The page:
Tram project in worse state than ever, claim engineers

Tram tracks taking shape at Haymarket
Tram tracks taking shape at Haymarket
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THE trams project is now “even more out of control” than it was when arms-length council company TIE was in charge, a group of civil engineers has claimed.

The Edinburgh-based group led by long-term tram critic John Carson have written to council chief executive Sue Bruce, insisting the risks which plagued the controversial project for years while the council and the contractors were at loggerheads still existed.

The city council has rejected the criticism and has insisted the project is on a sound footing since TIE was dissolved.

Transport leader Gordon MacKenzie recently told the Evening News the work was ahead of schedule and the line may even be up and running by the end of next year.

However the four engineers, who say they have a combined 150 years of experience, claim council chiefs have actually made the situation worse by deciding to extend the curtailed route into York Place instead of stopping it in St Andrew Square.

In their letter to Ms Bruce, the engineers said: “In our view, the tram project is even more out of control than it was under TIE. The risks that existed then continue to be critical and to impact the project.”

They claimed the design of the project was incomplete, although the original intention had been for it to be completed by the end of 2007; the project suffered from the absence of a single experienced individual; the diversion of underground utility pipes and cables was “still far from complete”; and the cost of taking the tramline from St Andrew Square into York Place was not included in the current £776 million budget.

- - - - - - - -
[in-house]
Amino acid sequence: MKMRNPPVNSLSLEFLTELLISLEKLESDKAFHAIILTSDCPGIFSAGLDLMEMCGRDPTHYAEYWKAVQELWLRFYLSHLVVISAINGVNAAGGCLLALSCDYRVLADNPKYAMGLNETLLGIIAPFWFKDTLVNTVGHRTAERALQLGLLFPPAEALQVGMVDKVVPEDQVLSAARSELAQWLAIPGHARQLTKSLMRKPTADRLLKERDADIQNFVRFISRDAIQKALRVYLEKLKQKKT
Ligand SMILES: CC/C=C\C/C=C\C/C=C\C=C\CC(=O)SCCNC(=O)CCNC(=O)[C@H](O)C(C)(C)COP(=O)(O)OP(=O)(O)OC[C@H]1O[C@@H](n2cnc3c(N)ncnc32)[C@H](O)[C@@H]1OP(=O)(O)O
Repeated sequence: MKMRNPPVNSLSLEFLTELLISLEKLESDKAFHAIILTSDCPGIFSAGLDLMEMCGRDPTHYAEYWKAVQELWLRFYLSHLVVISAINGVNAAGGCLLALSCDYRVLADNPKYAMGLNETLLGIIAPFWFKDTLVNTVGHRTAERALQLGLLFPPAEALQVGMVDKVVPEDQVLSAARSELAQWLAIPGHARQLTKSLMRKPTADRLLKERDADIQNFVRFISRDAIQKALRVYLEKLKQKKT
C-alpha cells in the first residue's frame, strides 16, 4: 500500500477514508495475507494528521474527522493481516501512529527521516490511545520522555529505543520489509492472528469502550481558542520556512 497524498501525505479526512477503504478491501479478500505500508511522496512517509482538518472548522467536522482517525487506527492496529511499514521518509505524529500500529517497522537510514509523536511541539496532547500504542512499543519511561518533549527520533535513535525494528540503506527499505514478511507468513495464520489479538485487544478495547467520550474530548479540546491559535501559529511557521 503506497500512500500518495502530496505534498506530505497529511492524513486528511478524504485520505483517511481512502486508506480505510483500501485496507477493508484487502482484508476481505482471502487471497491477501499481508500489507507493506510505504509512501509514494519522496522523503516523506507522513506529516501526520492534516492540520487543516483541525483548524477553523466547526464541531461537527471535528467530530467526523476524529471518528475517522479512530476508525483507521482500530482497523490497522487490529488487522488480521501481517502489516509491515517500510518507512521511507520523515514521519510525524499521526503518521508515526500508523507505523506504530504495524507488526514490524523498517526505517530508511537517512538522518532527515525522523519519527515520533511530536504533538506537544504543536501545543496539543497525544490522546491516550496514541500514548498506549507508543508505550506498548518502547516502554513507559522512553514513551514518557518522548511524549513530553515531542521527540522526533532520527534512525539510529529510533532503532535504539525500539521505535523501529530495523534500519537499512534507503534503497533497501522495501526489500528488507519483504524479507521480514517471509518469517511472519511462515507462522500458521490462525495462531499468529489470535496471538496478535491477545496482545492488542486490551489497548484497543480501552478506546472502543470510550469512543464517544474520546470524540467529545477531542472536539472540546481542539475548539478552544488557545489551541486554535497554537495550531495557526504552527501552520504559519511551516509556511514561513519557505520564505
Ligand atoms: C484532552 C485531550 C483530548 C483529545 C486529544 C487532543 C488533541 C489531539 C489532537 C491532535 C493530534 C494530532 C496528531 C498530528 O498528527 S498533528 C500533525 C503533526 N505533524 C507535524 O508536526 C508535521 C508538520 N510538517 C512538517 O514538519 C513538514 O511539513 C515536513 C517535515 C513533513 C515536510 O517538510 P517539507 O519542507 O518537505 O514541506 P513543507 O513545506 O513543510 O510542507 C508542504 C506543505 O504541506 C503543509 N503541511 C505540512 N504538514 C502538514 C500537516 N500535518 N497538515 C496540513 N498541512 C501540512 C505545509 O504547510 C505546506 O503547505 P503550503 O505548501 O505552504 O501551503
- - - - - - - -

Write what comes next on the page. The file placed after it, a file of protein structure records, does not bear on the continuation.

Mr Carson, a former head of maintenance at Network Rail, said: “All successful projects have a leader, someone in day-to-day control that has experience of building projects. This project has lacked that from day one and getting rid of TIE just exacerbated it.”

His fellow signatories included Derek Shepherd, former managing director of Taylor Woodrow in Nigeria and Ghana, Alistair Laing, who worked on a series of major construction projects for the World Bank, and Alan Welsh, who worked for BAE.

Meanwhile, West End traders claimed TIE would have done a better job of managing the current tram works.

Michael Apter, chairman of the West End Association, said the area around Shandwick Place was strewn with litter and did not have proper signs telling people where they could cross the road. And he said Princes Street, when it was closed previously, had been much tidier and better signed.

He said: “What the council has done has done in the last 12 months has been a shadow of the response we would have got from TIE in terms of how the site was managed and the kind of signs we had.”

Labour transport spokeswoman Lesley Hinds said it was up to Ms Bruce and officials to answer the engineers’ points. But she said: “One of the concerns I have is that we seem to ignore people who have expertise.”

However, Cllr Mackenzie said: “Since we have revised the project’s governance arrangements, the evidence supports our contention that the project us going to the revised schedule and within the revised budget.”

He acknowledged there had been problems with signage at the West End and said the issue was being addressed.

A council spokesman said: “The council has now taken the lead on delivering the project, which has gained fresh momentum in recent months and is enjoying its busiest and most constructive period to date.

“All the work, including design, utility diversions and construction, remains in line with expectations and we are on course to deliver the project within the revised budget by summer 2014.”